January 7, 1898
Today is the birthday of the Swedish botanist and children's book author Vivi Laurent-Täckholm.
During World War II, Vivi started a flower club that offered rare and exotic plants to Swedish housewives. Vivi's club debuted several popular houseplants, including pothos and two types of Plectranthus, green-leafed and variegated.
As Plectranthus australis grew in popularity, thanks to Vivi’s flower club, it became known as Swedish Ivy.
The genus name, Plectranthus, refers to the spur-shaped flowers and comes from the Greek words for spur and flower: plectron and anthos. And if you’ve never seen a Swedish Ivy flower, don’t worry - the little flowers aren’t particularly showy. But it sure is a thrill to get your Swdish Ivy to bloom - I've had that pleasure - and I hope someday you will be able to enjoy it as well.
The species name (australis) means southern and refers to its native home of South Africa.
Although it is neither Swedish nor an ivy, the stems trail, and it does resemble an ivy. With its square stems, it is easy to tell that Swedish Ivy is a member of the mint family, and it is also related to the coleus.
Now, I always like to recommend Swedish Ivy as a perfect first houseplant for beginners. I love to grow it in a tall or cylindrical planter - or a hanging basket.
And if you want to try to grow Swedish Ivy - it's pretty simple. Swedish Ivy thrives in bright indirect light. Now, the key here is the words indirect light - don’t put it in full sun, or the leaves will burn. And if your Swedish Ivy looks leggy, it needs more light. If your Swedish Ivy has yellow leaves, it's probably overwatered. In fact, it's better to keep your Swedish Ivy on the dry side than too wet. So think about all of that and if you have some issues with your Swedish Ivy - you're going to need to change the way you're taking care of it.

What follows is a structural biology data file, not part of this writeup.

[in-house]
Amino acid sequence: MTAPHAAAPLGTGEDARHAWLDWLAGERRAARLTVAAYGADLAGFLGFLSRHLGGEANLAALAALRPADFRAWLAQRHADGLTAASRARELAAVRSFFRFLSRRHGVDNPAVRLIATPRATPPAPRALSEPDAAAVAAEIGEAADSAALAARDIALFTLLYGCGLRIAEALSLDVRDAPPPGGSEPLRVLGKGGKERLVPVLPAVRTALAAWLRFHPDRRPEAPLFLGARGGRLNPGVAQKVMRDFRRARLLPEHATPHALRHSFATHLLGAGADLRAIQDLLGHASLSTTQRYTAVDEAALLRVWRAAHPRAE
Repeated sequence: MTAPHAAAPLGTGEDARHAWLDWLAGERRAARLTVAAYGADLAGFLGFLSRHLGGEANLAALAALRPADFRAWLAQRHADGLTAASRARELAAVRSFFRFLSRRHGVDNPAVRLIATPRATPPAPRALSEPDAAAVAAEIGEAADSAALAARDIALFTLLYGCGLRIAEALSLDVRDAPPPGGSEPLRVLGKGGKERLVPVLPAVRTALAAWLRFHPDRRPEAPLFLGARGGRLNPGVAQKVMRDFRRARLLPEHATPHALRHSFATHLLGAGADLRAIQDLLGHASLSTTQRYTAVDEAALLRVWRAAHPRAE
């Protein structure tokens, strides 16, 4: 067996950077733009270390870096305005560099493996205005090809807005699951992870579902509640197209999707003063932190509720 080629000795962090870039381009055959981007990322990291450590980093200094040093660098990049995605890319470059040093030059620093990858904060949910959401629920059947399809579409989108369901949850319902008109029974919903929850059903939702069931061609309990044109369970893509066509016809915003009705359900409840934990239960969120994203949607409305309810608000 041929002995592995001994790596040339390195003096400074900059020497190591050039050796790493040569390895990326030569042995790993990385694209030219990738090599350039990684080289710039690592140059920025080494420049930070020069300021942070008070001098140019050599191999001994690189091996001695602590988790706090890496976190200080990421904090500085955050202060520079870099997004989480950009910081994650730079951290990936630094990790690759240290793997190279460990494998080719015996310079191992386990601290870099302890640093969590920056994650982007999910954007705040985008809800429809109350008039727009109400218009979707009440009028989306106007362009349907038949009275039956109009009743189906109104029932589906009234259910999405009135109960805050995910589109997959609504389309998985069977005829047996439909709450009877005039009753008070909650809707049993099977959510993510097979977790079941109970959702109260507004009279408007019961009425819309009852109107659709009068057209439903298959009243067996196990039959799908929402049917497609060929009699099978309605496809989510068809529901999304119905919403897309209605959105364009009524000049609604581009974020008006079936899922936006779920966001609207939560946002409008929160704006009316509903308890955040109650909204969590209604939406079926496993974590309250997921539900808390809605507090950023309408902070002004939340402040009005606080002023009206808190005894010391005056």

All that said, I like to give my Swedish Ivy a spa day every so often. I think that a lovely shower in the sink with a dollop of Dawn dish soap helps to keep my Swedish Ivy dust-free and also keeps pests away, as well as providing more humidity - which they love.
Finally, don’t be afraid to prune your Swedish Ivy. You can prune it back to 6-inch stems. I always think about it as giving my Swedish Ivy a haircut. You don't just let these plants grow on into infinity - they'll always look better with a little pruning and shaping - just like your hair does after a fresh cut. Then, put the cuttings into a vase of water. In a few weeks, the cuttings will be rooted, and then you can just pop them into the soil and you'll have a whole new plant. You can also use this method to make your plant fuller and more robust-looking - especially if you have a new plant. You can always add more rooted cutting to fill the plant in. It's one of Swedish Ivy's best features - they are so easy to root from cuttings.
Now, if you love the green-leaved Swedish Ivy, you would probably also enjoy the sister species of this plant. There is a variegated version with white-edged leaves. I especially love that in a bright-colored pot, something orange or purple, or chinoiserie.
Then there's another species - the Argentatus - that features bright, silvery leaves. This one is really fun and I love telling people that it's a sister to the Swedish Ivy because they often don't believe it.
And then finally, Amboinicus - the Cuban or Caribbean oregano species - has big, soft green leaves. It's very friendly and you get a bonus with it: a powerful oregano fragrance. I love that in the kitchen. Wouldn’t that be lovely in a pot on your kitchen counter?